Studio 54, New Year’s Eve 1978, shot by Tod Papageorge (via)

Happy happy!


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“And so the national enigma: a country that is easily the best-run, least-corrupt and most progressive on the African continent, run by a man who sees human rights defenders as trying to reassert the old patronising, finger-wagging and, frankly, racist relationships of the past.”

—Peter Greste at Al Jazeera, on the national enigma that is Rwanda

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Pictures taken by the Google Street View van. From top: Utsira, Norway; Sao Joao Del Rei, Brazil; Inverallochy, Scotland; Prejmer, Romania; Saint Nicolas De La Grave, France; Capetown, South Africa. (via)


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“Five Girls Walking, Upper East Side Manhattan” (1981) by Steven Landis for Norma Kamali’s “Sweats” line (via)


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Wendy MacNaughton's shoebox-size scale replica of her art school apartment, made when she was living there. Made of balsa, bass, and wood glue.


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Ohhh my goodness, plush NPR hosts by Heidi Kenney. On the left are Robert Krulwich & Jad Abumrad from Radiolab; on the right is Ira Glass from TAL.

(Source: mypapercrane.com)

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"Forever Bicycles" by Chinese dissident artist Ai Weiwei (via The Big Picture's feature on bikes)

(Source: Boston.com)

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Haruki Murakami Bingo by Grant Snider for Sunday’s New York Times Book Review.

(via, via)


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I’m wide awake it’s morning by Ekaterina Khozatskaya (via)


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Kapijmpanga by Viviane Sassen, 2005 (via)


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News coverage of Quebec almost always focuses on division: English vs. French; Quebec-born vs. immigrant; etc. This is the narrative that has shaped how people see us as a province, whether or not it is fair. But this is not what I feel right now when I walk down the street. At 8pm, I rush out of the house with a saucepan and a ladle, and as I walk to meet my fellow protesters, I hear people emerge from their balconies and the music starts. If you do not live here, I wish I could properly convey to you what it feels like; the above video is a start. It is magic. It starts quietly, a suggestion here and there, and it builds. Everybody on the street begins to smile. I get there, and we all—young and old, children and students and couples and retirees and workers and weird misfits and dogs and, well, neighbours—we all grin the widest grins you have ever seen while dancing around and making as much noise as possible. We are almost ecstatic with the joy of letting loose like this, of voicing our resistance to a government that seeks to silence us, and of being together like this.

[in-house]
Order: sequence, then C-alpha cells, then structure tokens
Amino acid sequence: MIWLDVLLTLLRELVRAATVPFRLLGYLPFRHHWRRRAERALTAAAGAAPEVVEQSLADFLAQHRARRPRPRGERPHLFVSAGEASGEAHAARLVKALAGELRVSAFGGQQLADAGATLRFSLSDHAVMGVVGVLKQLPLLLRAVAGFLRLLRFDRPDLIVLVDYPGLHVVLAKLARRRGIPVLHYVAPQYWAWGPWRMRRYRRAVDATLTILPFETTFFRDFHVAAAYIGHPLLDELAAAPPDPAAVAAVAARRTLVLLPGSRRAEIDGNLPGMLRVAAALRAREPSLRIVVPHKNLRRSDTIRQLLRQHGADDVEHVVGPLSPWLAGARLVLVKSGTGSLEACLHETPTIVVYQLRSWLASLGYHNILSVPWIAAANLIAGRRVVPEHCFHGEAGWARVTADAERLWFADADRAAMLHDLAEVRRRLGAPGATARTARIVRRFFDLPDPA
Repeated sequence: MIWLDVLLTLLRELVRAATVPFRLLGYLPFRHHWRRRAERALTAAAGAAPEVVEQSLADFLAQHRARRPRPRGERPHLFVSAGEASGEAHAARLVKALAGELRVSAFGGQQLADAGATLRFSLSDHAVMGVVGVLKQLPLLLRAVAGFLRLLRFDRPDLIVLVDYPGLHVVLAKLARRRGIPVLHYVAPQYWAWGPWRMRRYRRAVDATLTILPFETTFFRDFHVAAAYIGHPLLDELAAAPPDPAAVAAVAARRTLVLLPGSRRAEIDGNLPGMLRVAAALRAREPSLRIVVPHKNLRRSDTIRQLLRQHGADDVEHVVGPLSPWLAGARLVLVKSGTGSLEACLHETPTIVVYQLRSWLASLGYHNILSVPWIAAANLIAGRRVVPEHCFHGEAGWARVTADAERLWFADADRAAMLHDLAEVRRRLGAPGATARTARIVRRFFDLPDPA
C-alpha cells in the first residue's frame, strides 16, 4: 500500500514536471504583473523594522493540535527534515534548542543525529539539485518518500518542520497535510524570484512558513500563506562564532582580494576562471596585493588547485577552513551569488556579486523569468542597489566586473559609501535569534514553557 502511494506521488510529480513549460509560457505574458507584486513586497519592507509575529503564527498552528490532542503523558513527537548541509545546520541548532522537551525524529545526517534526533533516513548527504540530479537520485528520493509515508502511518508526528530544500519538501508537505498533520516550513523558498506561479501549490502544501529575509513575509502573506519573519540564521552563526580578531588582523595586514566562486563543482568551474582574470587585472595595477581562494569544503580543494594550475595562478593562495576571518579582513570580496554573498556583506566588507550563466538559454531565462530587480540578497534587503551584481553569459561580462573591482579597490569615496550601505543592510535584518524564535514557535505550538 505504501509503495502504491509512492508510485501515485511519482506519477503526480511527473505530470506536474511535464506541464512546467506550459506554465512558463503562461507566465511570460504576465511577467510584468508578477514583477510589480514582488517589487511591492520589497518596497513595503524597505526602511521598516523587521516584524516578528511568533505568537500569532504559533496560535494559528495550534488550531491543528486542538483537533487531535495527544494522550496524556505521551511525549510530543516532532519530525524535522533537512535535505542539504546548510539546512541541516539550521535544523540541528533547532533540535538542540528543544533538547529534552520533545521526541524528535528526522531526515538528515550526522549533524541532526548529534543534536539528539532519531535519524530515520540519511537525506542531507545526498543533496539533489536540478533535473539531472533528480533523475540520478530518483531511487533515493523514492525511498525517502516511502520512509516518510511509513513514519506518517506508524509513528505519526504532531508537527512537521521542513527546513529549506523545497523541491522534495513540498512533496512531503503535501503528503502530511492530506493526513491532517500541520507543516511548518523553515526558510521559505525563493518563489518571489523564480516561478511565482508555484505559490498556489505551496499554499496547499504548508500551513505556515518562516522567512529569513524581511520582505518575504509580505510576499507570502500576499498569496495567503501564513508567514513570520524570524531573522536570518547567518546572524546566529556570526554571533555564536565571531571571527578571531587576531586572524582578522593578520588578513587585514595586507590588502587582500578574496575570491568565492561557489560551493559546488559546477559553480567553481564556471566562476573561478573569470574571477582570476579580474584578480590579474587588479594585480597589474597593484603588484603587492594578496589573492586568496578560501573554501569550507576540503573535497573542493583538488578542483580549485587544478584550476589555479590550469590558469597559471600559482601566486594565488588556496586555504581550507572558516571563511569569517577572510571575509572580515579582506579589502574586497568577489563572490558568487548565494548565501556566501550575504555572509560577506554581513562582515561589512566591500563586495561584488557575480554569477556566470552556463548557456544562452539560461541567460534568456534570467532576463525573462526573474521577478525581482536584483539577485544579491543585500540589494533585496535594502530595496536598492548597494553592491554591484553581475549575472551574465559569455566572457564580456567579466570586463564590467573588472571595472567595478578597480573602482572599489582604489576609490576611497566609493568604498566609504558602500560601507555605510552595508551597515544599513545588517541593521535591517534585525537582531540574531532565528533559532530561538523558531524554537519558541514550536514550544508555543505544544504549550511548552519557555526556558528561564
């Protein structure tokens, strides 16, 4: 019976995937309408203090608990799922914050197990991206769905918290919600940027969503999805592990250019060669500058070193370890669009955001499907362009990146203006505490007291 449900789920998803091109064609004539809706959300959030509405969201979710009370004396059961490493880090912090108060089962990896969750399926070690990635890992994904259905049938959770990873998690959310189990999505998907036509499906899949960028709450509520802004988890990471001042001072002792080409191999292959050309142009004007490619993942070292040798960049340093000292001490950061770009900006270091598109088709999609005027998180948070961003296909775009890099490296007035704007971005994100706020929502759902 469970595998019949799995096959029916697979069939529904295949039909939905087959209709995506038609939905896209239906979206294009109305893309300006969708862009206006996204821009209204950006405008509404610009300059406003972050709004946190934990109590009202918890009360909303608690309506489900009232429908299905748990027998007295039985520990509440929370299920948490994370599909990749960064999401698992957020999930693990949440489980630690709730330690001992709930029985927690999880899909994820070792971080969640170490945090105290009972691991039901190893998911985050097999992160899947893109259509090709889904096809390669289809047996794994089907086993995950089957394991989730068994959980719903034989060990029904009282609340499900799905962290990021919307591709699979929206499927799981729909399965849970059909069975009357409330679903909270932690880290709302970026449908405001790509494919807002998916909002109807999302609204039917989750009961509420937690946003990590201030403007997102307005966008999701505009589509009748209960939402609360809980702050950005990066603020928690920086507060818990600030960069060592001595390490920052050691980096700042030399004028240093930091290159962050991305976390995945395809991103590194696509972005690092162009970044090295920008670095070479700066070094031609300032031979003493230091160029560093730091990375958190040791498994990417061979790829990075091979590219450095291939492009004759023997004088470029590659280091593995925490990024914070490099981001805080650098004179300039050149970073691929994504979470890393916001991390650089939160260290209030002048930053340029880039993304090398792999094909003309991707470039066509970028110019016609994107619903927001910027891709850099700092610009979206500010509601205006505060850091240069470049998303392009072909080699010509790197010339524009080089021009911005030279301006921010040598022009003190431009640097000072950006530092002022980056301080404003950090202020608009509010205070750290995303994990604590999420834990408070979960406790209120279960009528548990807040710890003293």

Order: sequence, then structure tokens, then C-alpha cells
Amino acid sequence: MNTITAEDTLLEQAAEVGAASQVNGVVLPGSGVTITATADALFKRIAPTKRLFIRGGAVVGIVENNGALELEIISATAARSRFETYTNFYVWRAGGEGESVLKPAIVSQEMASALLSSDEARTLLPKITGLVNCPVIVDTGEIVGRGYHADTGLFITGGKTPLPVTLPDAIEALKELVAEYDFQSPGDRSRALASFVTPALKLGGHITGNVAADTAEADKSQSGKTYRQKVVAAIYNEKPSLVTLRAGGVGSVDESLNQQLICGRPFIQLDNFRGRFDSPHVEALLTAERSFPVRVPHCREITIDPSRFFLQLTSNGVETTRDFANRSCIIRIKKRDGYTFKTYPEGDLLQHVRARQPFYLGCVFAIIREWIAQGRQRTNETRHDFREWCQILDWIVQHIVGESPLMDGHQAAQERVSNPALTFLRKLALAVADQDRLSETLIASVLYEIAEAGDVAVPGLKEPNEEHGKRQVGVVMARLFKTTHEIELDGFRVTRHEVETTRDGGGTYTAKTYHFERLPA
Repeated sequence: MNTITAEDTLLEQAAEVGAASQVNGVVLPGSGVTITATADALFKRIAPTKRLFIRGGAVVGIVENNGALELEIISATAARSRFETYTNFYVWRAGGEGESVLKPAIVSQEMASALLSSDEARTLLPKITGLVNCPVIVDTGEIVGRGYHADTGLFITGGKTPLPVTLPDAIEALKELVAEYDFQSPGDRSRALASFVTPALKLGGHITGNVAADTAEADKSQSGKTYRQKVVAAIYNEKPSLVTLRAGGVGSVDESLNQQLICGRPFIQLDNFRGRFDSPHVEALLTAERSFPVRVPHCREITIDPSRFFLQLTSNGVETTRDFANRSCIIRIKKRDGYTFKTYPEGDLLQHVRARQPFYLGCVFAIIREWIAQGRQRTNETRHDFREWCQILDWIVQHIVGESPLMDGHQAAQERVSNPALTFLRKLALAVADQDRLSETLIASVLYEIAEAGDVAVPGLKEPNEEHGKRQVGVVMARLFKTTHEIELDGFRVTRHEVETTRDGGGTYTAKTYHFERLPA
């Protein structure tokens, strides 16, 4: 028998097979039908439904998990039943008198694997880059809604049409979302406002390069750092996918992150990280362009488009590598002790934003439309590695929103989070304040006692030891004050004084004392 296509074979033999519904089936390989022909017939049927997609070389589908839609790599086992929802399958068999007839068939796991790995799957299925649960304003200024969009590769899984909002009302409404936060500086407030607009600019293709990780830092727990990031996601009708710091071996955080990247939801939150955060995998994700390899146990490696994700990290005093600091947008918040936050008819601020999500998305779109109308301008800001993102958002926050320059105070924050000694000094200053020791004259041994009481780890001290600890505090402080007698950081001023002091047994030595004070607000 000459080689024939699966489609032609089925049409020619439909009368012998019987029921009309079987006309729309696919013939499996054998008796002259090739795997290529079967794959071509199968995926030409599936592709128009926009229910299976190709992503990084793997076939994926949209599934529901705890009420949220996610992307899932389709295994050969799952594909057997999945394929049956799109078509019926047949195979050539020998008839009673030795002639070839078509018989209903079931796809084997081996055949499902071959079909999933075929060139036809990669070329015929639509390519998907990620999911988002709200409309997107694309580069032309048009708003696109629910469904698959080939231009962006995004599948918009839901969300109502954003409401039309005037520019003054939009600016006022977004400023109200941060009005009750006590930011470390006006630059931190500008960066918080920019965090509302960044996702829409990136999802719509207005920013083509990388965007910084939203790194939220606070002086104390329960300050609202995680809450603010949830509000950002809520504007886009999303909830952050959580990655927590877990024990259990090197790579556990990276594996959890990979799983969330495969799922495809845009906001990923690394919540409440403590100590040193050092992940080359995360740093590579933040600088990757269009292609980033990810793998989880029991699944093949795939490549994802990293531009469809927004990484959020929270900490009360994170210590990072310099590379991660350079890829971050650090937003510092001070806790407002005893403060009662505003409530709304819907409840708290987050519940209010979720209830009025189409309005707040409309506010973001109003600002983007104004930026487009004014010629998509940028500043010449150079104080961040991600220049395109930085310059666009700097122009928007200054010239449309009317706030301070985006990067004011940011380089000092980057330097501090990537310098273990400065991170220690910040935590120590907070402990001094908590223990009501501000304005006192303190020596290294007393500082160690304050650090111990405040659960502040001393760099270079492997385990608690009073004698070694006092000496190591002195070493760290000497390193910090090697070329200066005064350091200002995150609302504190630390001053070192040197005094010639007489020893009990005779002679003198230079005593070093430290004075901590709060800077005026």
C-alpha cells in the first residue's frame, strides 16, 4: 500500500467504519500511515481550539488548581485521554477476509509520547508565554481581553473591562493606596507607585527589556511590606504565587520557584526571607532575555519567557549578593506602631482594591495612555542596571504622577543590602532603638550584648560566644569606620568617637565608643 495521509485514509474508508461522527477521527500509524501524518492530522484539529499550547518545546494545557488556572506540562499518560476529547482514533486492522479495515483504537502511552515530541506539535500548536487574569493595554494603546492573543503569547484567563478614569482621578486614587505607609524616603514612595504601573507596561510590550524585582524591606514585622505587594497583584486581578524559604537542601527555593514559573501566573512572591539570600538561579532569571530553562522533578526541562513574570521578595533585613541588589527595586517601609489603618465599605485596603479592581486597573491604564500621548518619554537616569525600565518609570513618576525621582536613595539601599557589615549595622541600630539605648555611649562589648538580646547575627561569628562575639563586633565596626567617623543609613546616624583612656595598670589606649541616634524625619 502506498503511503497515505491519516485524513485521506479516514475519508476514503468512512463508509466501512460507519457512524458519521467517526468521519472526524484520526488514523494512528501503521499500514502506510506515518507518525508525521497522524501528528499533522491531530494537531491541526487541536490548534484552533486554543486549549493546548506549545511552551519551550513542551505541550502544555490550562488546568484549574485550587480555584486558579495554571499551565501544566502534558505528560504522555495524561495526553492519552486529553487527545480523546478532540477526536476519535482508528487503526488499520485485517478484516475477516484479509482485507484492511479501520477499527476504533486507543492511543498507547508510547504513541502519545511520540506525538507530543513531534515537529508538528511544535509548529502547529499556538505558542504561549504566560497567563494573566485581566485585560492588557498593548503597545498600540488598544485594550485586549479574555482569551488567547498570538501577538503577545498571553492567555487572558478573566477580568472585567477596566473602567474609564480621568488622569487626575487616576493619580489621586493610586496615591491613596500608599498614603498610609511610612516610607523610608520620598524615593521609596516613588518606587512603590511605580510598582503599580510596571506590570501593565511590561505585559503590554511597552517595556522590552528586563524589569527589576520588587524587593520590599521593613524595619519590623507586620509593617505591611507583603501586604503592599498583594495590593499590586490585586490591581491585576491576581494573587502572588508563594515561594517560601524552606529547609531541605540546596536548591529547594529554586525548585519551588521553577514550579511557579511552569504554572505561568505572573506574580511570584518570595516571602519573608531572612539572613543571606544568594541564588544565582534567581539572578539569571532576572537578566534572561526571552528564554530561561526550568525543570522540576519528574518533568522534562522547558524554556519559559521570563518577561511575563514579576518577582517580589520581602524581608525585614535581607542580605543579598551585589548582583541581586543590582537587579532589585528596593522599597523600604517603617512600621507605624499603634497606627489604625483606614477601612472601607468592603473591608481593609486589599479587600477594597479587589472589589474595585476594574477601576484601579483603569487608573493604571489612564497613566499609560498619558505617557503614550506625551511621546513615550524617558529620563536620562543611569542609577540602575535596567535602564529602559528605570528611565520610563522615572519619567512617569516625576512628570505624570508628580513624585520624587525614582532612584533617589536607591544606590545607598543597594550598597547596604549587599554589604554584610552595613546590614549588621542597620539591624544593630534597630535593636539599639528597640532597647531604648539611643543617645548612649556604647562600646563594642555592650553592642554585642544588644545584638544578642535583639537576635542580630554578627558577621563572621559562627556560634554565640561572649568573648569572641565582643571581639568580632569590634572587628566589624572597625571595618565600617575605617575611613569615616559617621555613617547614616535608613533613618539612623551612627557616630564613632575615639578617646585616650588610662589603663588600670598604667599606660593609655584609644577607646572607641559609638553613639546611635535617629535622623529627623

—from “An Open Letter to the Mainstream English Media” by translatingtheprintempserable


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From the Smiling Victorians Flickr group. Not all old photos are grim & glum!

(Source: flickr.com)

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Fuse by Wim Botha, 2011

(Source: stevenson.info)

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“It is what the internet lures out of us—hubris, daydreams, avarice, obsessions—that makes it so potent and so volatile. TV’s power is serenely impervious; it does all the talking, and we can only listen or turn it off. But the internet is at least partly us; we write it as well as read it, perform for it as well as watch it, create it as well as consume it. Watching TV is a solitary activity that feels like a communal one, while the internet is a communal experience masquerading as solitude.”

Laura Miller, discussing “how novels came to terms with the internet”

(via , via)


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Street art by BR1 (via)


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Siva Vijenthira

“You’ll like her. She’s, like, really into the internet.” —how a coworker once described me to a boss.

Other things I’m into: Toronto, design, social advocacy, intersectional identity, scientific literacy, puns.

I started this Tumblr five years ago, under a pseudonym, to teach myself HTML and CSS. It made me some friends and helped me land at least one job, but I don't come on here so much anymore.

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